Although they have a number of potential uses, spent coffee grounds typically just end up in landfills – or at best, in compost heaps. According to a new study, however, they could soon be utilized to both support and feed biodiesel-producing algae.
First of all, it is already possible to convert discarded coffee grounds into biofuel, without involving algae at any step along the way. It’s a fairly complex process, though, reducing the likelihood of it being adopted on a wide scale.
Of course, oils extracted from algae are also already used to produce biodiesel. The algae is usually grown on inert material such as polyurethane foam or nylon, and feeds on nutrients that are added to the water in order to boost its oil production.
In an effort to simplify and streamline things, scientists from Britain’s Aston University tried using coffee grounds as both the supporting medium and the nutrient source for Chlorella vulgaris algae. After some experimentation they were successful, obtaining “enhanced biodiesel that produces minimal emissions and good engine performance, and meets US and European specifications.”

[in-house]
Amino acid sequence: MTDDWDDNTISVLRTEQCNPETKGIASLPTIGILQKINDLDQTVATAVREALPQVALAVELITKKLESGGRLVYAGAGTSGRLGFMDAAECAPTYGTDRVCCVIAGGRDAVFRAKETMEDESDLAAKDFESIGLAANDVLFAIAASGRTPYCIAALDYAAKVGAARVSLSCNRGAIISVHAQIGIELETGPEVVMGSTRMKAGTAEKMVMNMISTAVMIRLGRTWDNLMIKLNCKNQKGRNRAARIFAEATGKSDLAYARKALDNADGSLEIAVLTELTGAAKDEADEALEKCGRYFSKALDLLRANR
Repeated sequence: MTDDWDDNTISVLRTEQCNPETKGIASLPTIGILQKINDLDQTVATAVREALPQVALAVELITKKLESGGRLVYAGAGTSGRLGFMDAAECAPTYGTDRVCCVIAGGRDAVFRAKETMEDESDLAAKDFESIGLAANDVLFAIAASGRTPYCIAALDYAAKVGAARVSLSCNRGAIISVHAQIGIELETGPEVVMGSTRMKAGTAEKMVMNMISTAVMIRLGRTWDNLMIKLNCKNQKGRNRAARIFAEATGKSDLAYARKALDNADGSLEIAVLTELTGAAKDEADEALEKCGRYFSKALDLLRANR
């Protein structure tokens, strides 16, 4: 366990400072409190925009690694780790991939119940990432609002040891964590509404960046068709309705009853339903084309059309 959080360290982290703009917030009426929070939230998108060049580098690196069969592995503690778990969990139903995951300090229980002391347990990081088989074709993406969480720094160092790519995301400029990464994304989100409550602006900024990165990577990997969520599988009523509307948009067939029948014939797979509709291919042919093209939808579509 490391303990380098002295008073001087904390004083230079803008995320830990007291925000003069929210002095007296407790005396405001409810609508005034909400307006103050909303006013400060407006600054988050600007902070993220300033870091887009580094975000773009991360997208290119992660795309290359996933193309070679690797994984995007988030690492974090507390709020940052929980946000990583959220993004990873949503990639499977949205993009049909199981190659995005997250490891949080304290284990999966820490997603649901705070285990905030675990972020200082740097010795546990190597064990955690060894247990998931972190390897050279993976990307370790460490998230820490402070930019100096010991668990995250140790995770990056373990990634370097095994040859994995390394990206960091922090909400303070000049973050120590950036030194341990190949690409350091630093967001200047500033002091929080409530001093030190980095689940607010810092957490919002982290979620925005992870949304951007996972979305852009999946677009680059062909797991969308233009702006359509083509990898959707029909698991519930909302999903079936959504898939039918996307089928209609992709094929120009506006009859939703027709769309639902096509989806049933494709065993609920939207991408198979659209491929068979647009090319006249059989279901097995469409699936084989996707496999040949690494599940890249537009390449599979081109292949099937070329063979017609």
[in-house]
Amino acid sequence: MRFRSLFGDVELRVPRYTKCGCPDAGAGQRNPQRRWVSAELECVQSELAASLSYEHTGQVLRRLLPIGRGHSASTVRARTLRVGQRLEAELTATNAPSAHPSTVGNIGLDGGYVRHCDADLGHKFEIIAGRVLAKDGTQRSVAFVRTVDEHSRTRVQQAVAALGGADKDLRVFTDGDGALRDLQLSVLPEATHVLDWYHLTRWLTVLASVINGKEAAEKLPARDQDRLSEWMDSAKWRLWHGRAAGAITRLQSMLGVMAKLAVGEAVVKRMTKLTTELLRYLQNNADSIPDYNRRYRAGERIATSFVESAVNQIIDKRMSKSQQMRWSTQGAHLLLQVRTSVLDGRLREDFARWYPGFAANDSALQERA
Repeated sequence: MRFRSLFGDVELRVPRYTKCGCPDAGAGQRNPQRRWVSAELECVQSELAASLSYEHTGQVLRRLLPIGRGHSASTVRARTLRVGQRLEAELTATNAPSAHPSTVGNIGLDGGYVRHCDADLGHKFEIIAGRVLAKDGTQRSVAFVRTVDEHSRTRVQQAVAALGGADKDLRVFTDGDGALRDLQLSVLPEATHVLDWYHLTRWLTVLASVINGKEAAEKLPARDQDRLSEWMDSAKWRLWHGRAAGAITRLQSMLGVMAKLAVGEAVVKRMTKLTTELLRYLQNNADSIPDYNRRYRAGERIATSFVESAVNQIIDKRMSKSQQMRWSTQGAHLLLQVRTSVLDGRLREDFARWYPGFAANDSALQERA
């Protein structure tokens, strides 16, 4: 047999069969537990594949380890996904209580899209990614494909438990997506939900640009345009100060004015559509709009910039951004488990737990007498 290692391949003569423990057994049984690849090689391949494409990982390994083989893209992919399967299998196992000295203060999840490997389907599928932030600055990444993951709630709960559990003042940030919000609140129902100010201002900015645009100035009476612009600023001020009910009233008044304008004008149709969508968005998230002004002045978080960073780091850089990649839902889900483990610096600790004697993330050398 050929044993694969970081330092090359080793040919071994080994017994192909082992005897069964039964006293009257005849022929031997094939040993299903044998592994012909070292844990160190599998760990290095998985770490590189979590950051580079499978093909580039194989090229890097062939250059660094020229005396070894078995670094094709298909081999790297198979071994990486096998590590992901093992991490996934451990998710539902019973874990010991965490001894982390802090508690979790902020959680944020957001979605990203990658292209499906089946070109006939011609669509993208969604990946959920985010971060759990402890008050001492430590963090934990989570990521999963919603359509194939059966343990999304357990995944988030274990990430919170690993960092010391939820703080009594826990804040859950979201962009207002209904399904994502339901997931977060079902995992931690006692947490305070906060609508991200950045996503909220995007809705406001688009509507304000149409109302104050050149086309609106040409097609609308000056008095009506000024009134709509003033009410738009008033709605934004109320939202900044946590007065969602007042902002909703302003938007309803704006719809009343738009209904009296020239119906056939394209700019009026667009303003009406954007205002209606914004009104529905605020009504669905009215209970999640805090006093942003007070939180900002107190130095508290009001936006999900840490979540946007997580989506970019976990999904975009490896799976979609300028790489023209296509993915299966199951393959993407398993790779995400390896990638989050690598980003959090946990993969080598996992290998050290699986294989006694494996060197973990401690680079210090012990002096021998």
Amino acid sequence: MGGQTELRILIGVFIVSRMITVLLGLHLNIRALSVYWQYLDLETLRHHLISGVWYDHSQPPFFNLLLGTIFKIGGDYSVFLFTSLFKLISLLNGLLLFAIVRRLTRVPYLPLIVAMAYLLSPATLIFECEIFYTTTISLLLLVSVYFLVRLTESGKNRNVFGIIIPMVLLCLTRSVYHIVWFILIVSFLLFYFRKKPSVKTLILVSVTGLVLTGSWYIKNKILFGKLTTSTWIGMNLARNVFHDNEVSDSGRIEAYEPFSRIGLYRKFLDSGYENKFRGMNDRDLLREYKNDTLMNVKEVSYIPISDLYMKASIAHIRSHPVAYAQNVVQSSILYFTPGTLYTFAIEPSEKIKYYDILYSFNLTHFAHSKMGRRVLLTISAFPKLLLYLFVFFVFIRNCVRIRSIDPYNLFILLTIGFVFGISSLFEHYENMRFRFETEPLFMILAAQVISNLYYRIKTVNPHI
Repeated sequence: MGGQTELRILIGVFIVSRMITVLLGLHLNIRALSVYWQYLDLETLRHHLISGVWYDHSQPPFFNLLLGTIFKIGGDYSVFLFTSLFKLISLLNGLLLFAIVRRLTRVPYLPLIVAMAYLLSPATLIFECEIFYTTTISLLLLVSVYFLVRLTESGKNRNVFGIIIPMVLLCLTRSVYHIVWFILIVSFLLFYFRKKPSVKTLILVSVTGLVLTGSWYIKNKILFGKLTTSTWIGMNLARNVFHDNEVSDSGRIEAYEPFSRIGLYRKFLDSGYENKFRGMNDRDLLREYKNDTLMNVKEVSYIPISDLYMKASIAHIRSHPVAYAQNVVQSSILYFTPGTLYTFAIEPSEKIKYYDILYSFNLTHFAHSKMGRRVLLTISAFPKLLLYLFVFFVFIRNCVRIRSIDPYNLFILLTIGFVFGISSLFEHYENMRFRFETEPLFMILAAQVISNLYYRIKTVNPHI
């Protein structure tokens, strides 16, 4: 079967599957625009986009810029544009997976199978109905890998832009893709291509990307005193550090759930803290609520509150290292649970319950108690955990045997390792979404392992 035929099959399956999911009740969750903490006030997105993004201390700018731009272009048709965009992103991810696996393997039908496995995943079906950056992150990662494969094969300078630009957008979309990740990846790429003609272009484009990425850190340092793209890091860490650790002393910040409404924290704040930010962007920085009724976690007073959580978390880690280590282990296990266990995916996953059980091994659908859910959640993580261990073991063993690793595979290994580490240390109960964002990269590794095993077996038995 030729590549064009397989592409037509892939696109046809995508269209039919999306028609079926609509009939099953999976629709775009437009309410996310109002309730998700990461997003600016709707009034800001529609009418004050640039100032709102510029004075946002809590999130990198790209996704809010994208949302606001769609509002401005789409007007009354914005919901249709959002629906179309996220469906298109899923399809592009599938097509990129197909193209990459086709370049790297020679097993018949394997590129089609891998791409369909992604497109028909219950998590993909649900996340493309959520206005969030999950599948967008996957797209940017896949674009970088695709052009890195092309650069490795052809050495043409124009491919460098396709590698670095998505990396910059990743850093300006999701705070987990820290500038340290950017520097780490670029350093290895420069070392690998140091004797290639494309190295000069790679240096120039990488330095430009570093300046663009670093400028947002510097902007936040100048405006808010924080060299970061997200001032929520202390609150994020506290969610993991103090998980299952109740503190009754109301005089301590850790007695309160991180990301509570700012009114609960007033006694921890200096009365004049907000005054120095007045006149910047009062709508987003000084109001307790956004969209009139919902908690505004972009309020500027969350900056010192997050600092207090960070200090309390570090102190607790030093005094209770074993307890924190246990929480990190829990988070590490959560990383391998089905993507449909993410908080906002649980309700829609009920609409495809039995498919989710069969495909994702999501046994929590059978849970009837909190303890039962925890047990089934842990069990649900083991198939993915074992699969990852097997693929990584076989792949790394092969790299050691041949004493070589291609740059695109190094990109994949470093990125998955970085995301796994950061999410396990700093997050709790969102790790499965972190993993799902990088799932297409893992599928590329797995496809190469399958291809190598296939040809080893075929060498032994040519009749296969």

The best-quality biodiesel was produced by exposing the algae to light for 20 hours each day, followed by four hours in darkness.
“This is a breakthrough in the microalgal cultivation system,” said Dr. Vesna Najdanovic, who led the study along with Dr. Jiawei Wang. “Biodiesel from microalgae attached to spent coffee grounds could be an ideal choice for new feedstock commercialization, avoiding competition with food crops. Furthermore, using this new feedstock could decrease the cutting down of palm trees to extract oil to produce biofuel.”
A paper on the research was recently published in the journal Renewable and Sustainable Energy Reviews.
Source: Aston University